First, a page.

There will be those who find it important and interesting to dive into the Comparative Dharma/Techniques debate, and I’ll look in on them from time to time.  Ultimately, though, there’s another perspective that says: Just get everyone going on some sort of path.  And, this time, let’s not make it painful to get on that path.  Let’s allow people to be attracted to the teachings that they are attracted to, and let them nest there.

Both perspectives are valid.  Both contexts are important.  And I’m going to choose among those contexts… and simply ask people to go where they’re called to go, and to trust that.

I’ll take tens of millions of people doing that in the next twenty years, and others can have picking which path makes the best Satori Sauce.  I’ll take my side of that any day of the week, because I believe that mainstream forms of Integral Spirituality are the only thing that gets the Integral movement scaled up fast enough to make the impact on the world that we need to make.

And we already know that some of the forms that a mainstream Integral Spirituality will take will be scoffed at by some as not being rigorous or authentic enough, or not breaking down the ego structure thoroughly enough, or whatever.  That debate is inevitable in the Integral wave of development.  And I won’t let it stop me from supporting the greatest depth for the greatest span of people, rather than the greatest depth for a smaller span.

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And – seriously – thank you to everyone holding up the other side of it, too.  So many will seek your guidance, and need your kind of careful sifting, during their own search for a path, as I did, and many souls will find their way through your efforts.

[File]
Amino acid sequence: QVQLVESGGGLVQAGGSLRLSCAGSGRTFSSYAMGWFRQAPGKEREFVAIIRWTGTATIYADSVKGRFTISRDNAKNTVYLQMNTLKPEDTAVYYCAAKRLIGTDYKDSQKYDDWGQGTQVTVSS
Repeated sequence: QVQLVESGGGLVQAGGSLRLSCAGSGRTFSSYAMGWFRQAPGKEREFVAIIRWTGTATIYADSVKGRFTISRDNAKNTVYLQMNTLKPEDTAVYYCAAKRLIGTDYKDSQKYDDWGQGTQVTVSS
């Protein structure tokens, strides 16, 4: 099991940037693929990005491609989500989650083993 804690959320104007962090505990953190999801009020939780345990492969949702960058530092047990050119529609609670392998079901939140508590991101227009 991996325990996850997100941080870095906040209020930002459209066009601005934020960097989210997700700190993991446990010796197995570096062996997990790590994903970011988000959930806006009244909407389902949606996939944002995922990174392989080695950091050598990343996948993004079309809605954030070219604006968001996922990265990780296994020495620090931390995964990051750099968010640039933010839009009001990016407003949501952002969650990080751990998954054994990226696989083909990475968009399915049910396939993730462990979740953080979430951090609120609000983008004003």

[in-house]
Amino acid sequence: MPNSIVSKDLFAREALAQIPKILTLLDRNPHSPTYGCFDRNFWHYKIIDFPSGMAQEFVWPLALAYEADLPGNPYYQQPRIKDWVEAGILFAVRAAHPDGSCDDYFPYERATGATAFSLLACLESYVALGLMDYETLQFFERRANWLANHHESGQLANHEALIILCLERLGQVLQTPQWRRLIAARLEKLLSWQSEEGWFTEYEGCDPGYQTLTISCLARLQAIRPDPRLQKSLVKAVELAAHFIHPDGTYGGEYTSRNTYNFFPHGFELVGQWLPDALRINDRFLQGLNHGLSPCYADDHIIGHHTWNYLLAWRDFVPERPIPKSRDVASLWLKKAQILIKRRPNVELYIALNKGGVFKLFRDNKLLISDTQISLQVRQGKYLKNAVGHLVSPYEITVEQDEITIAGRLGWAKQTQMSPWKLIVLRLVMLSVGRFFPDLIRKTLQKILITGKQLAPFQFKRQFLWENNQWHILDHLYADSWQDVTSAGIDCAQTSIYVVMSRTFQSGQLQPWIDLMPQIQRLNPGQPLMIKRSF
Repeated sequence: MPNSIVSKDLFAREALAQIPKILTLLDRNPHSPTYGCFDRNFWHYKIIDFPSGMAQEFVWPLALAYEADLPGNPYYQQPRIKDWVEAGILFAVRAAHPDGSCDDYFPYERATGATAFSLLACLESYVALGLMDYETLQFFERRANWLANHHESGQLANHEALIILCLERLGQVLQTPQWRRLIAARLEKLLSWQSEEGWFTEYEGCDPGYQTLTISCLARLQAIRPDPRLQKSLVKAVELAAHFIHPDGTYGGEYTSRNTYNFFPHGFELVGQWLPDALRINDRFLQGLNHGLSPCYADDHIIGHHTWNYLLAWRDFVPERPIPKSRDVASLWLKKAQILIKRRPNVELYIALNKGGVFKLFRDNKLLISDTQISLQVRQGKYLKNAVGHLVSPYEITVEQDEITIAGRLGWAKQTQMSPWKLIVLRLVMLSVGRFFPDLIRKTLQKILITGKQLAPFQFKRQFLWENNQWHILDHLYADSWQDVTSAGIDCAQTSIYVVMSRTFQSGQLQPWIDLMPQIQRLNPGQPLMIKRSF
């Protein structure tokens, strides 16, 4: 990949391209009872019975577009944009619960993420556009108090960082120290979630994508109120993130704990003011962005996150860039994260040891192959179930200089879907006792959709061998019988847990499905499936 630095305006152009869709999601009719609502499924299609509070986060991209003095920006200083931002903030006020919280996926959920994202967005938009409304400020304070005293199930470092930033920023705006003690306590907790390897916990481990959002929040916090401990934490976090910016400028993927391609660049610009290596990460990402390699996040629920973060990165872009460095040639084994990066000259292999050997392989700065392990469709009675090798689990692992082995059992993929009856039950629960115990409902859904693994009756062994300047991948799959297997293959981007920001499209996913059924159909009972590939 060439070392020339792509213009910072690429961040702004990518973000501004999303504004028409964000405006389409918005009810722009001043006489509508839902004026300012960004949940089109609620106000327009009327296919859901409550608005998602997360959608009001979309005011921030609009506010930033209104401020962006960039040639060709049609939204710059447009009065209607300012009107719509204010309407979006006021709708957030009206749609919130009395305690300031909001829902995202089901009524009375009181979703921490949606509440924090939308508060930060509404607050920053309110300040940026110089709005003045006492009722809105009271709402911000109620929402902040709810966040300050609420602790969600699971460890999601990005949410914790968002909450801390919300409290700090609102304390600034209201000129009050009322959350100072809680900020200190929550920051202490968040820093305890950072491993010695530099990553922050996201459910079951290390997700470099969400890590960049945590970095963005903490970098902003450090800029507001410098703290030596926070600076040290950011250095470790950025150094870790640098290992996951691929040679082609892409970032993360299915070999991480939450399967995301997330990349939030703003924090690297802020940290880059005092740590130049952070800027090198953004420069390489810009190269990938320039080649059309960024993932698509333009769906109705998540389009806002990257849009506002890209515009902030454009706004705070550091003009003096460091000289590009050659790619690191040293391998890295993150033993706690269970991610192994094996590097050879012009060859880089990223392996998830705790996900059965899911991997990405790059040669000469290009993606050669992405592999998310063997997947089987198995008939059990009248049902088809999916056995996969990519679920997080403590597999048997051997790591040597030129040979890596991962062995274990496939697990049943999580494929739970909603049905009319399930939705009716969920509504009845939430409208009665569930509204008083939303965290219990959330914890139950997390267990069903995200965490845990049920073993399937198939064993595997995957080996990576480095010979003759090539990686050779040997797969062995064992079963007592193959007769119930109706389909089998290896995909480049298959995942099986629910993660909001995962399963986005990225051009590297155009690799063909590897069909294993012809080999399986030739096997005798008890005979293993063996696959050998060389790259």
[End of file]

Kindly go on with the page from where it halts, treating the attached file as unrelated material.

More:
Blessings on all views of the truth.

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1. Scott Arbeit - 2010-Jul-04 at 15:15 PST

And, after I wrote this, Lauren again contributed a brilliant comment that I wish I could have written myself. It says, in part:

“Hi Daniel, thanks for your comments. Agreed that post-modernism is allergic to the making of vertical value judgments, and that the allergy is a problem. I would have to say that Scott does not have that problem. Ha! But that would not necessarily be apparent from this blog post, and I value what you’re saying. The point for me is that if one attends to their own coherence/radiance/balance, and is committed to and successful at organizing their actions around that priority, then discernment is accessible. And the more coherent a person gets, the more developed and nuanced their discernment will become — if by discernment we mean the capacity to recognize and take right action in any given moment.

I believe that it is true that there is value in analysis, in inquiring into what’s “off” in any given situation, in mapping out its nuances to understand the pathology — whether that is about determining the relative value of a teacher, a teaching, a practice community, a discipline, a political strategy, a philosophy… understanding, wisdom, and power can all be developed in the process, and that is a good thing. But what I notice is that most projects that organize themselves around naming and exposing what’s out of integrity, as well intentioned as they often are, are themselves fatally flawed. I say this as someone who has the tendency to get stuck in analysis; I am familiar with this from the inside as well as via my observations of others. A (body)mind that is continually engaged in ranking, analyzing, breaking it down is often a (body)mind out of balance, trapped in polarization, unable to access its own depths and deepest coherence.”